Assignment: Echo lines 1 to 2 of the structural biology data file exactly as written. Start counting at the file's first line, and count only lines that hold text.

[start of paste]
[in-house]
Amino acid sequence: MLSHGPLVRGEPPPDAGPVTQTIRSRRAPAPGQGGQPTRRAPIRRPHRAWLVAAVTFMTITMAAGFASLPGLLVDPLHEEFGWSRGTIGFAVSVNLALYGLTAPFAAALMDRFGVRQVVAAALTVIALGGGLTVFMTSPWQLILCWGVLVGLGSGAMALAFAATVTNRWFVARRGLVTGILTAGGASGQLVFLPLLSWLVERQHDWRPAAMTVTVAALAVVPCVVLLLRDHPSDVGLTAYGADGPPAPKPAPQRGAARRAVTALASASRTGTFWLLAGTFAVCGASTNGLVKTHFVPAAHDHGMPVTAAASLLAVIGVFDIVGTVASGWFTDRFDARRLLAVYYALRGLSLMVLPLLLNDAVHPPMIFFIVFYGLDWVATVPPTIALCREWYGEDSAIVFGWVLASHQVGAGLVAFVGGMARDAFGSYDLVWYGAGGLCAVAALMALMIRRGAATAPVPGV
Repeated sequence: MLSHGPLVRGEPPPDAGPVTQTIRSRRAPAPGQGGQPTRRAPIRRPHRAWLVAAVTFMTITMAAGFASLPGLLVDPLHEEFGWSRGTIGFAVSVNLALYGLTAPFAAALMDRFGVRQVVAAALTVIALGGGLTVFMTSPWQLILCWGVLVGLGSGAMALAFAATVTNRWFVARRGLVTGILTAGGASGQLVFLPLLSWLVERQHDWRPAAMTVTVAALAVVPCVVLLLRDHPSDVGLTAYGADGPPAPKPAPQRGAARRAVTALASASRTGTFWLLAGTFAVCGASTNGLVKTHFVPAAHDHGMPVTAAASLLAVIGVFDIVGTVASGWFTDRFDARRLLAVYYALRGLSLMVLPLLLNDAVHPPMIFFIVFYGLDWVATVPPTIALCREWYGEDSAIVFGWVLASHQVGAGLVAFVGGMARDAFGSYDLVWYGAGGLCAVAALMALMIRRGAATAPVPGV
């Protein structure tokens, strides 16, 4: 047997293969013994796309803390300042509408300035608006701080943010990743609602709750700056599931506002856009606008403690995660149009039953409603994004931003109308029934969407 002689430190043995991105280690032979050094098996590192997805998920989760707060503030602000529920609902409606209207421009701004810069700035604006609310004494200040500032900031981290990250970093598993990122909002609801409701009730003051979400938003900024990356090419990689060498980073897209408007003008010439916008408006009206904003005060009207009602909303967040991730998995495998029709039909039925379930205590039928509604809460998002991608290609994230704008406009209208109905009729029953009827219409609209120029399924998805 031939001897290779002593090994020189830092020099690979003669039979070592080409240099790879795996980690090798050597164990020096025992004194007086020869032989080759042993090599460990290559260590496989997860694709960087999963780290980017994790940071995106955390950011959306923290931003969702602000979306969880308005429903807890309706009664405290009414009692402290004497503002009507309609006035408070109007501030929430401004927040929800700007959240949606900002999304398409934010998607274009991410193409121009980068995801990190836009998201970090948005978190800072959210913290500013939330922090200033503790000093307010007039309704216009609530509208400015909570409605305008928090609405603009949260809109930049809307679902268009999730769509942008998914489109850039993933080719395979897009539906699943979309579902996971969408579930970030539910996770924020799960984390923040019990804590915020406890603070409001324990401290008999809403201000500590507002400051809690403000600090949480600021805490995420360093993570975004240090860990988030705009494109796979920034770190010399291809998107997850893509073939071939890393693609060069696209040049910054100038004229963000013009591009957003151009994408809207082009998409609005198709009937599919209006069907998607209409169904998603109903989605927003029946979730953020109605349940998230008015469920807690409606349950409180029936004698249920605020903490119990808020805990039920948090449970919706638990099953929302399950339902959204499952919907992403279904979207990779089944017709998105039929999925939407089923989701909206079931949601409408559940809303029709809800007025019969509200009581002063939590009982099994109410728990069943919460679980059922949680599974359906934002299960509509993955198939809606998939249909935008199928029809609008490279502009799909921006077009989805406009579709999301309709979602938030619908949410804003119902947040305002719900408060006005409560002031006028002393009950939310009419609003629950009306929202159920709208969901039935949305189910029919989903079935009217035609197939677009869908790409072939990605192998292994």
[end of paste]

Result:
[in-house]
Amino acid sequence: MLSHGPLVRGEPPPDAGPVTQTIRSRRAPAPGQGGQPTRRAPIRRPHRAWLVAAVTFMTITMAAGFASLPGLLVDPLHEEFGWSRGTIGFAVSVNLALYGLTAPFAAALMDRFGVRQVVAAALTVIALGGGLTVFMTSPWQLILCWGVLVGLGSGAMALAFAATVTNRWFVARRGLVTGILTAGGASGQLVFLPLLSWLVERQHDWRPAAMTVTVAALAVVPCVVLLLRDHPSDVGLTAYGADGPPAPKPAPQRGAARRAVTALASASRTGTFWLLAGTFAVCGASTNGLVKTHFVPAAHDHGMPVTAAASLLAVIGVFDIVGTVASGWFTDRFDARRLLAVYYALRGLSLMVLPLLLNDAVHPPMIFFIVFYGLDWVATVPPTIALCREWYGEDSAIVFGWVLASHQVGAGLVAFVGGMARDAFGSYDLVWYGAGGLCAVAALMALMIRRGAATAPVPGV